Lawmaker seeks revival of Bataan nuclear plant

Sheila Crisostomo - The Philippine Star
Lawmaker seeks revival of Bataan nuclear plant
This photo taken on April 5, 2022 shows a security guard walking in front of the main gate of the Bataan Nuclear Power Plant in the town of Morong in Bataan province, north of Manila.

MANILA, Philippines — A lawmaker has asked the government to revive the Bataan Nuclear Power Plant (BNPP), which is “just sitting idle for the last four decades,” claiming it can produce cheaper electricity for the country.

Negros Oriental Rep. Arnolfo Teves Jr. has authored House Bill No. 2921, the Philippine Nuclear Act of 2022, for government activation and utilization of the $2.118-billion BNPP (about P117 billion).

Teves said the other option is to acquire another nuclear facility “in case the existing power plant is no longer feasible for operation.”

“The BNPP will help our country cut electricity cost by almost half, in comparison to the rates of the coal-fired power plants,” he noted.

Citing the 441 nuclear power plants currently in operation in at least 30 countries, Teves said this “shows that nuclear power is a safe means of generating electricity, which could also operate without interruption, making it a more reliable source of energy assuring of meeting the country’s supply demands.”

Under HB 2921, the National Power Corp., Philippine Nuclear Research Institute (PNRI), and the Departments of Energy, of Environment and Natural Resources, and of Science and Technology should conduct an initial validation on the feasibility of the BNPP operations to make sure that it would be within the internationally accepted nuclear power industry standards.

“In the event this nuclear power plant is no longer feasible for operation, I urge the government to construct another nuclear plant or a nuclear barge, which is also safer against the earthquake, so that Filipinos can avail of lower electricity cost,” Teves said.

Nuclear risks

Critics have pointed out that Japan, which is heavily reliant on nuclear energy for its power needs, has the highest electricity cost in Asia.

Concerns have also been raised about nuclear waste, which cannot be recycled and remains permanently radioactive.

The Philippines sits in the Pacific Ring of Fire, with regular earthquakes and volcanic eruptions that can cause catastrophic accidents in a nuclear facility.

There are also concerns on who would accept a nuclear plant or barge near their communities.

The BNPP construction was started in 1975.

It was mothballed after the 1986 people power revolt amid reports that it sits near an earthquake fault, and a scandal involving an $80 million kickback allegedly paid by US builder Westinghouse to dictator Ferdinand Marcos.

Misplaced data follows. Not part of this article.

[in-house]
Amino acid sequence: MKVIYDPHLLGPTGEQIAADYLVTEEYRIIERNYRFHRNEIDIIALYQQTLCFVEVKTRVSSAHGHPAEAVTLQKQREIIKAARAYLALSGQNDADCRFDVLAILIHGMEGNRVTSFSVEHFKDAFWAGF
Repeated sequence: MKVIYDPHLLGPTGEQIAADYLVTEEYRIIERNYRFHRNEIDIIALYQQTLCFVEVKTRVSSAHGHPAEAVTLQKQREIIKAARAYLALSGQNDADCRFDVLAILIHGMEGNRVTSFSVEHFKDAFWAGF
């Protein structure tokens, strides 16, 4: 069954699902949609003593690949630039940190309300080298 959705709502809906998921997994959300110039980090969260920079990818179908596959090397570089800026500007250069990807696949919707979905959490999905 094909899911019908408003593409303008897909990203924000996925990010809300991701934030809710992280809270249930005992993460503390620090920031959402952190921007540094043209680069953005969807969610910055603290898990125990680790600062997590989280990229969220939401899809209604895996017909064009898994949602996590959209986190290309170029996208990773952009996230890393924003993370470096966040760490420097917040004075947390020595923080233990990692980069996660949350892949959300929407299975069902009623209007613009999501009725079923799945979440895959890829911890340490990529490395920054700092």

Last Tuesday, the House established a 25-member Special Committee on Nuclear Energy to focus on creating measures related to nuclear energy – from developing infrastructure for nuclear power plants to ensuring that costs are competitive.

PNRI hails House action on nuclear energy

PNRI Director Carlo Arcilla hailed the formation of this special committee, seeing this as a big push to hasten the country’s move to tap zero-emission nuclear energy for electricity.

“It’s a very good development,” Arcilla told The STAR in a phone interview.

He said the development could expedite the legislative requirements and processes needed to establish the regulatory and commercial environment in which a nuclear energy industry could be developed.

Pangasinan Rep. Mark Cojuangco has been elected as the chairman of the Special Committee on Nuclear Energy.

Lawmakers also amended the jurisdiction of the existing committee on energy to explicitly state that nuclear energy, sources and infrastructures will be beyond its jurisdiction.

Arcilla said that the congressional special committee can work closely with the seemingly dormant Nuclear Energy Program Inter-Agency Committee to galvanize it back to action and resume the national government’s direction at taking a second look at reviving the proposals to commission the mothballed BNPP.

“They can’t ignore the BNPP. It is the most viable way, it offers the fastest way for the government to tap zero emission nuclear energy in a significant way and bring in significant volume of nuclear power to our electricity supply,” Arcilla said.

He noted that small modular reaction nuclear technology was largely still at the development stage and could only produce a limited amount of electricity due to the limitations of the reactor size. – Rainier Allan Ronda

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